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  • Lasers May Remove Space Debris Using Novel Approach
Aug 2016
COLOGNE, Germany, August 12, 2016 — Laser ablation can be used to remove interference in satellite communications by pushing pieces of space debris into the Earth’s atmosphere, where the debris is destroyed. A novel approach to laser ablation of space objects focuses on a secondary effect of laser-induced damage, which is not immediately apparent in experiments on Earth but becomes relevant in the weightlessness of space: when laser-induced material ablation occurs, the recoil of the ablation plume yields momentum transfer to the target. Irregularly shaped objects (typical of most space debris) that are randomly oriented in space pose a challenge, in that it is difficult to predict the amount and direction of the laser impulse to impart to the target.

An important piece of information needed for space debris removal is the position of the fragment. Current methods for determining position use reflections caused by the space debris. While radar-based methods use the reflection of the radio waves sent out by the radar stations themselves, optical detection depends on the reflection of sunlight from the debris target in question.

Researchers at the German Aerospace Center simulated laser-ablative impulse coupling to space debris targets with the goal of modifying the debris’ orbit and achieving its removal by burn-up in the Earth’s atmosphere. They developed a simulation code, Examination Program for Irregularly Shaped Debris Targets (EXPEDIT), to use in the investigation of the thrust generation through laser ablation with variable parameters.

Laser Ablation of Space Debris

This figure shows  the trajectory of (a) position and (b) orientation of pliers under repetitive laser irradiation without tracking. Grey lines indicate the projections of the trajectory in the respective coordinate planes. Courtesy of Stefan Scharring, Jascha Wilken and Hans-Albert Eckel.
They investigated simple targets and realistic space debris targets with respect to momentum generation. The predictability of the momentum was analyzed in a Monte Carlo study. Results showed that even slight variations of the initial debris position and orientation could lead to significant differences in the trajectories.

The researchers identified targets that were relatively easy to remove by laser ablation, as well as targets that were strongly dependent on orientation. They found that the optimum impulse receiver for laser-induced momentum generation appeared to be a perfectly flat plate oriented perpendicular to the incoming laser beam. By contrast, surface elements whose normals were inclined against the laser beam received a lower laser fluence. Moreover, the corresponding impulse vector contained a lateral component oriented perpendicular to the beam propagation axis.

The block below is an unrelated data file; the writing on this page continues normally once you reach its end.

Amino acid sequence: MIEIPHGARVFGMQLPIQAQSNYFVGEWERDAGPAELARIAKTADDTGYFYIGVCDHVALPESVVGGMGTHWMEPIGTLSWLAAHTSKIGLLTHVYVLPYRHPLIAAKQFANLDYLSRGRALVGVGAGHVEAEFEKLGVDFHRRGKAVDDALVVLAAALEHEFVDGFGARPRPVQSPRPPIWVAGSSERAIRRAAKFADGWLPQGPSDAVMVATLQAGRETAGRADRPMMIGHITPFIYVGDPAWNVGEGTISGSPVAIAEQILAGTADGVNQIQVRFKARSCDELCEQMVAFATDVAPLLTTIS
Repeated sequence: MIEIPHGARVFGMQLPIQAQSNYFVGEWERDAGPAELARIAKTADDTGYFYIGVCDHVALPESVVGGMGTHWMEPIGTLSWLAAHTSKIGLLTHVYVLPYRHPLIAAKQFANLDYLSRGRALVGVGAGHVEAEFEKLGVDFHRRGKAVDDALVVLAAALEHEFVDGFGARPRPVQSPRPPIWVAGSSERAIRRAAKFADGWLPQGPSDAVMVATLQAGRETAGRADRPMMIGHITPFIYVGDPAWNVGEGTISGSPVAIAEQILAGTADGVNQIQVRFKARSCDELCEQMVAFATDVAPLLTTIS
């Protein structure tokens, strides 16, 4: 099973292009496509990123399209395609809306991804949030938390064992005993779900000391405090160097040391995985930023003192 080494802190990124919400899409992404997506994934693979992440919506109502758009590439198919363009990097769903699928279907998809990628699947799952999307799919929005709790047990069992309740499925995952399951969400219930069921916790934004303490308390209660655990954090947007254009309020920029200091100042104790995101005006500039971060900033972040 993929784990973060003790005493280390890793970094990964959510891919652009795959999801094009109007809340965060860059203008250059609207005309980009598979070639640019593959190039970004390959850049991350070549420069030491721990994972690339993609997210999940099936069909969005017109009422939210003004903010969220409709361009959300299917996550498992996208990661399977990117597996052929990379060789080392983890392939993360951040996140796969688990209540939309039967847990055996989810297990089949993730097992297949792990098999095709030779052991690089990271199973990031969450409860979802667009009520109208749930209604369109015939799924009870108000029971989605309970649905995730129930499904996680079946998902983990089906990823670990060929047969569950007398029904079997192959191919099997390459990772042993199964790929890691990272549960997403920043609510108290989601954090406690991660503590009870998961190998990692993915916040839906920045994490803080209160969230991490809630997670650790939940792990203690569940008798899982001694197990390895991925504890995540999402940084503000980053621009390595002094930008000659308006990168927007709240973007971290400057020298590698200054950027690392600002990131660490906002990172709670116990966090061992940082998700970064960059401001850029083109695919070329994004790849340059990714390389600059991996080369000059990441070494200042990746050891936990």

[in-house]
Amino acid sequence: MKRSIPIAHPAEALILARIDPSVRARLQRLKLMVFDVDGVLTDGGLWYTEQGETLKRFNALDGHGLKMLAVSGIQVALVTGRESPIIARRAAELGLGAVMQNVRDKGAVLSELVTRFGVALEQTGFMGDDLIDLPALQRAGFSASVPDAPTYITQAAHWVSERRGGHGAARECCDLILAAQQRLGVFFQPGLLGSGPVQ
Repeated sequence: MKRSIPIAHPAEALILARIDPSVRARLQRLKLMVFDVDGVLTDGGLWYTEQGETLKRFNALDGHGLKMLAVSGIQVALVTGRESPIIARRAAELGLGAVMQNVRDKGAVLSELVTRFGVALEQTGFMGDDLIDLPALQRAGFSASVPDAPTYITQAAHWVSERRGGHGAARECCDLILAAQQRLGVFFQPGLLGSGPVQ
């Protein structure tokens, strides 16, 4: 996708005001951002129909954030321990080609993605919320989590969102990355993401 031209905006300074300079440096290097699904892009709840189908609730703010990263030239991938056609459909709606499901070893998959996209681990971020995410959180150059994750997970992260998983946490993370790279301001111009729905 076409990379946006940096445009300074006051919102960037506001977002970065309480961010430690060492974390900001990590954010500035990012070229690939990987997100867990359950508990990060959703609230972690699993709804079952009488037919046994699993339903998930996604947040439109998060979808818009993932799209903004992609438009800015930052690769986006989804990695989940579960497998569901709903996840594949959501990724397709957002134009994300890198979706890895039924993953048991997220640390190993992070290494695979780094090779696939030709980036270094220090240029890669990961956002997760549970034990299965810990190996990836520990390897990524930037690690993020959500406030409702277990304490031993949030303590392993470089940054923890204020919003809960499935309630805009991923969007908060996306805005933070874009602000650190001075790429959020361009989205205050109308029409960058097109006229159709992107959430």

One way to account for the effects of decreasing fluence and deviating thrust direction, referred to as the area matrix concept, provides for the analytical calculation of laser-induced momentum that is applied to a target exhibiting a simple geometric shape. However, this approach neglects to account for the effects caused by geometrically complex and randomly oriented targets.

“Our work constitutes the transition from laboratory experiments with idealized flat targets and optimum laser alignment towards simulations of the real world scenario with arbitrarily shaped debris and limited laser pointing accuracy,” said the researchers, Stefan Scharring, Jascha Wilken and Hans-Albert Eckel.

Despite limited predictability for the motion of a particular debris object, the researchers found that a laser-based approach appears to be suitable for space debris removal, when using a probabilistic and not a deterministic treatment of the resulting trajectory modifications.

Because of their high speeds, up to 15 kilometers per second, small pieces of debris pose a significant threat to space flight and satellite operations. While the locations of major space debris are known, fragments smaller than 10 centimeters are difficult to catalog, and there are 10 times more small pieces than large ones. Deorbiting debris piece-by-piece using laser pulses may be one building block in a large-scale effort to remove debris from space. The research was published in Optical Engineering (doi:10.1117/1.OE.56.1.011007).

laser ablation
The removal of material from a surface by high intensity pulsed or CW laser radiation emission.
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